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Malaysia: UN Experts Appalled By Deportation Of Migrants To Myanmar Despite Court Order


GENEVA (24 February 2021) – UN human rights experts*
are appalled by the Malaysian authorities’ decision to
proceed with the deportation to Myanmar of over 1,000
detained migrants, including children and women at risk and
other vulnerable individuals, despite a court order to
suspend their return.

Immigration authorities on
Tuesday returned 1,086 migrants, including unaccompanied
minors and toddlers as young as three-years-old. However, on
the same day, the Kuala Lumpur High Court had already issued
an order to suspend their deportation pending a judicial
review.

Following the coup d’état on 1 February in
Myanmar and the systematic and widespread violations of the
people’s fundamental rights and freedoms by the military,
as noted by the Human
Rights Council
, the UN experts expressed concern that
returnees might be exposed to serious violations of their
human rights upon their return.

“The Malaysian
authorities in defiance of the court order breached the
principle of non-refoulement, a rule of jus cogens, which
absolutely prohibits the collective deportation of migrants
without an objective risk assessment being conducted in each
individual case.

“Children should not have been
separated from their family, or returned without determining
that their return is in their best interests.”

The
experts said identification processing and analysis of the
migrants’ individual protection needs had not been
adequately carried out.

The migrants have been held in
Malaysia’s immigration detention facilities for prolonged
periods on grounds of their irregular migration status. The
Myanmar military regime had offered to send three navy ships
to transport a total of 1,200 migrants.

The UN experts
wrote to the Malaysian authorities to express their concerns
and urged that they observe the absolute prohibition of
refoulement. States have an obligation not to return a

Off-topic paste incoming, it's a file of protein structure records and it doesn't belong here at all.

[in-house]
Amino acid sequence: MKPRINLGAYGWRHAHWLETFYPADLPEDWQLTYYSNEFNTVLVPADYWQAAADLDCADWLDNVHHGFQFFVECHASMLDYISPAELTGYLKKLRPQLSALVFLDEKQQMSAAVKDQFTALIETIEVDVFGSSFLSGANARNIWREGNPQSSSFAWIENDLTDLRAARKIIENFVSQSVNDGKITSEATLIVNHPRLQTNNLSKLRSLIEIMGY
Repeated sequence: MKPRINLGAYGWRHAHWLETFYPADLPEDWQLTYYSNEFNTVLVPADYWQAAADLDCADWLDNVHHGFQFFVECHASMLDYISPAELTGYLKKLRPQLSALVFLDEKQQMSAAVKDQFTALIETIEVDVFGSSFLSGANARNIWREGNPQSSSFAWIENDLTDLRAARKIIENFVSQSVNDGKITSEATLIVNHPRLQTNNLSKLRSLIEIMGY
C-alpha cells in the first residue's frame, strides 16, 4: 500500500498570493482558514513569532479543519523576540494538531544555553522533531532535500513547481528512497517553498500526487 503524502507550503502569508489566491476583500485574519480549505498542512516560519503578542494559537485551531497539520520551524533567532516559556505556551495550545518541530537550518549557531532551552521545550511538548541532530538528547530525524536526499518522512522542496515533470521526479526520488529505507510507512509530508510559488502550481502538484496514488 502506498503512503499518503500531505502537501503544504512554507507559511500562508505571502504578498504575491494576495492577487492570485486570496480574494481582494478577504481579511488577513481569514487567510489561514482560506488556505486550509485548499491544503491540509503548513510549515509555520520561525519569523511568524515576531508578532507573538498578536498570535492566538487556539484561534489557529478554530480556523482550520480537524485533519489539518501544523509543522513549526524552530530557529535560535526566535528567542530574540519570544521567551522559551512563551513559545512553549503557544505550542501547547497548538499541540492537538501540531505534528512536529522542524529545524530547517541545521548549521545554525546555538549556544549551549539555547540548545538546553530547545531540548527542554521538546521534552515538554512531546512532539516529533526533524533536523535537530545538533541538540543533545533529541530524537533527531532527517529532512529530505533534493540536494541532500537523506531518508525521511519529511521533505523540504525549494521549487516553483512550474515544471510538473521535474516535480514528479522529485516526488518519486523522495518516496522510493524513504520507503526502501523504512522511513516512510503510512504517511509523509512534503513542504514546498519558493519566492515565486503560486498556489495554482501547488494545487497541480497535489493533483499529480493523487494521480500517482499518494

person, whatever their status, to a country where there are
substantial grounds to believe that the individual would be
at risk of being subjected to torture or other cruel,
inhuman or degrading treatment or punishment, or other
serious human rights violations.

“The failure to
ensure due process safeguards for all migrants including
through case-by-case risk assessments and adequate
protection measures on an individual basis, heightened their
vulnerabilities and risk of exploitation and other
violations upon return,” they said.

The experts
noted that any migrant who is asked to consent to a
voluntary return process must be fully and meaningfully
informed of their choices, and their consent must be given
free of coercion such as the threat of indefinite
detention.

The UN experts urge the Malaysian
authorities to conduct an adequate assessment of the
remaining migrants and accord them the necessary protection
as required.

The UN experts will continue to closely
monitor the situation.

*The
experts
: Mr. Nils Melzer,
Special
Rapporteur on torture and other cruel, inhuman or degrading
treatment or punishment
; Mr. Felipe
González Morales,
Special
Rapporteur on the human rights of migrants
;
Working
Group on Arbitrary Detention
: Leigh
Toomey
(Chair-Rapporteur),
Elina
Steinerte
(Vice-Chair), Miriam
Estrada-Castillo, Mumba Malila,
Seong-Phil
Hong

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